7.0M NO-CAM SAIL TEST 2021
Editor: Tris Best // Second Testers: Maurin Rottenwalter, Joe North And Scott Stallman // Photos: Bryony Webb // Location: Portland Harbour
A sail of this 7.0 size often has a tough design brief to fulfil. A light wind powerhouse … or a slippery, efficient no-cam thoroughbred for blistering speed runs? Is it a race to get going the earliest, or a race against your peers down the speed strip? What’s your preference? Quite often, the marketing hyperbole of a brand states that their sail has its feet placed firmly in both camps. But is that even possible? Then add to that the additional ask of being a kick-start catalyst for a wind foiling setup possibly and you begin to realise the enormity of the task ahead for these 7.0m no-cams.
The no-cam has evolved superbly over the last 25 years, ironically adopting many of the lessons learned in their respective brand’s camber-induced race programme. Mast technology has played a massive role in assisting this, providing lighter, more responsive, and more reliable spines to the sail’s structure. It’s allowed for more pronounced luff curves, increasing skin tension and promoting stability. But as with all things, go too far down one development path and you sacrifice other desirable assets. Too much luff curve makes the sail feel dead and heavy in the hands, for example, requiring a solid driving wind before it really comes to life. The iterative design process continues, experimenting with luff curves, panel layouts, materials and outlines to find the happy medium. An increasingly consistent concept endorsed amongst the brands for 2021 is the importance and relevance of the luff panel. ‘Vertical seam and panel shaping’; a ‘single continuous luff construction’ from head to tack – there are references made in many of the brands’ literature. In essence, the aim of the idea is easy to understand: to control the relationship between the head and tack – one of the primary plains of structural stresses within the sail. In doing so, the material used in the luff panel (and its seams) can be chosen to more accurately determine the structural integrity of the sail, its power delivery style … in fact pretty much every facet of the sail’s performance. There are several methods and techniques used amongst these test sails to achieve their goal.
Starting with the sail with the lowest batten count, the Goya Nexus was subbed into this test as its sibling, the Mark Pro, was tested last year and remained unchanged. And its inclusion unwittingly provided a useful benchmark to compare just how good straightforward freeride sails can perform in this size. Easy to rig, sail and get on with, it demonstrated that the label ‘freeride’ doesn’t need to translate to any drop in focus or quality. The Gunsails Zoom is new for this season and carries the freeride mantle too, albeit in a more traditional and directional 6-batten format. Doing everything that is asked of it, the Zoom is well mannered and user-friendly, blending into the background and letting the rider focus on their own performance. The Matrix from GA Sails is a big, grunty powerhouse, whose balance and constant feedback make it a potent engine in light to powered conditions. Severne’s NCX, on the other hand, is at the other end of the scale, feeling small for its size and whilst getting going surprisingly early, really only displays true fire in its belly when properly powered. The Oxygen from Loftsails offers a similar outcome, but with a very different power delivery and style. Whereas the NCX has a good natural range, the Oxygen’s settings should be played with to make best use of its subtle delivery in marginal conditions. Re-tune it as the conditions come alive and it’s a match for any here … almost! The Speedster from Neil Pryde takes our top spot for accessible speed and race-bred potency. It is pure dynamite off the wind … not so good coming back upwind, but when it feels this good on the fastest point of sail, how can we not forgive it? Point-7’s AC-X is also a stunningly quick no-cam and found particular favour with those that prefer a more obvious, solid power delivery. Using a higher, more rearward centre of effort, it offers the usable leverage over a wide wind range and is a giant killer when fully wound up to speed. The two last sails are unique for very different reasons. The Compact Fire from RRD is the largest sail we’ve tested of the brand’s Compact Series. And whilst the tangible softness of the multi-piece mast fights against its capacity to deliver bottom end drive, the liberation and practicality of its packaged form are attributes to be celebrated and hopefully emulated. And finally, there’s the E_Pace from Duotone – the sail that sports the most reduced luff curve of the group, the widest tuneable wind range and quite easily the most versatile nature. Can we, as consumers, be greedy and demand a no-cam sail to fulfil multiple roles? Well, it seems we can!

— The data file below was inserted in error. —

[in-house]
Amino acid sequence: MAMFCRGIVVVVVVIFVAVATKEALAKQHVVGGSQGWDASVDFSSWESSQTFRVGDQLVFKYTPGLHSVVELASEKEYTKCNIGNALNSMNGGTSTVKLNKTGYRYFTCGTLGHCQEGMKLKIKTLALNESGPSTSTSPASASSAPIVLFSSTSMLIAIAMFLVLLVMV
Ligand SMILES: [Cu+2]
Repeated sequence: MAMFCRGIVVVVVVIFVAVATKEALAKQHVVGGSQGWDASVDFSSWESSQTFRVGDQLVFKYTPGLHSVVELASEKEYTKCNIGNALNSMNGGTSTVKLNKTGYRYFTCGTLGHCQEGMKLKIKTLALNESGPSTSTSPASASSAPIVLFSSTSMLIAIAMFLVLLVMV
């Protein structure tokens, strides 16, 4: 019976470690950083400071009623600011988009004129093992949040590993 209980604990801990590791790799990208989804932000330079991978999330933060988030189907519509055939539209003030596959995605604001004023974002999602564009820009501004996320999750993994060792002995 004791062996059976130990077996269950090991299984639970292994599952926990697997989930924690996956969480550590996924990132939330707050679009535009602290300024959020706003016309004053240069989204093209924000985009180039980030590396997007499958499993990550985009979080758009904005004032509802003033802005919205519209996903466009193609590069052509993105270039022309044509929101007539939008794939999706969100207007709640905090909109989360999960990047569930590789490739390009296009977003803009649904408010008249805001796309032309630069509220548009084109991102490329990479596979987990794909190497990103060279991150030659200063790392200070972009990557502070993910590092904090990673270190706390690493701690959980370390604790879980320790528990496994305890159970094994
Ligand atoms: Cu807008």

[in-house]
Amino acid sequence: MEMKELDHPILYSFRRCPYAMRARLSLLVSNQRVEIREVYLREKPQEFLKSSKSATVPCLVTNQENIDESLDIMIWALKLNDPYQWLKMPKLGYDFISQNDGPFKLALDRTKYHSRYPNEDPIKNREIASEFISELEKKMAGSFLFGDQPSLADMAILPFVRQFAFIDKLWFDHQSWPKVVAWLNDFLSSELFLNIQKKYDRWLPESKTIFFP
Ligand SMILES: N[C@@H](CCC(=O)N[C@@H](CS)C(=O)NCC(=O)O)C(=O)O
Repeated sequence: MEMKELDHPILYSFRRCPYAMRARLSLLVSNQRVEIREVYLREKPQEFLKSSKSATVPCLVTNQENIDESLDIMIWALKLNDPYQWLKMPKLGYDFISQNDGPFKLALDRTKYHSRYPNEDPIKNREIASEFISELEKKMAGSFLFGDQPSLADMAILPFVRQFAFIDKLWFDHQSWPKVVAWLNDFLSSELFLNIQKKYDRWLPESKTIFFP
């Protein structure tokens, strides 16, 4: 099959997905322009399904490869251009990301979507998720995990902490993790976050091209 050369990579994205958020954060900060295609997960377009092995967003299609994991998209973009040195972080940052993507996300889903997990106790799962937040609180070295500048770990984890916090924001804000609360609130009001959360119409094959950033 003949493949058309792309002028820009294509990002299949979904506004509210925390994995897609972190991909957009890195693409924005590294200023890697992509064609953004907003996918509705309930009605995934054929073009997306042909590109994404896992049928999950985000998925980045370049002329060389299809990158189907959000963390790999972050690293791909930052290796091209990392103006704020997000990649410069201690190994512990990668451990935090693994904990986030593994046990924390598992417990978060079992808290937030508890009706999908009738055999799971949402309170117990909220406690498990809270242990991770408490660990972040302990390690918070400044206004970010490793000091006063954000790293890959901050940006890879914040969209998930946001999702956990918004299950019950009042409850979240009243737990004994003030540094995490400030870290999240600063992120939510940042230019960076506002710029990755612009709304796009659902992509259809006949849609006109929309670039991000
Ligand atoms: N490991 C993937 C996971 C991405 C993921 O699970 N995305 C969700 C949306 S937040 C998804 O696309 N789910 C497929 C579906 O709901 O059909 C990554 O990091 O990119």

7.0M NO-CAM SAIL TEST 2021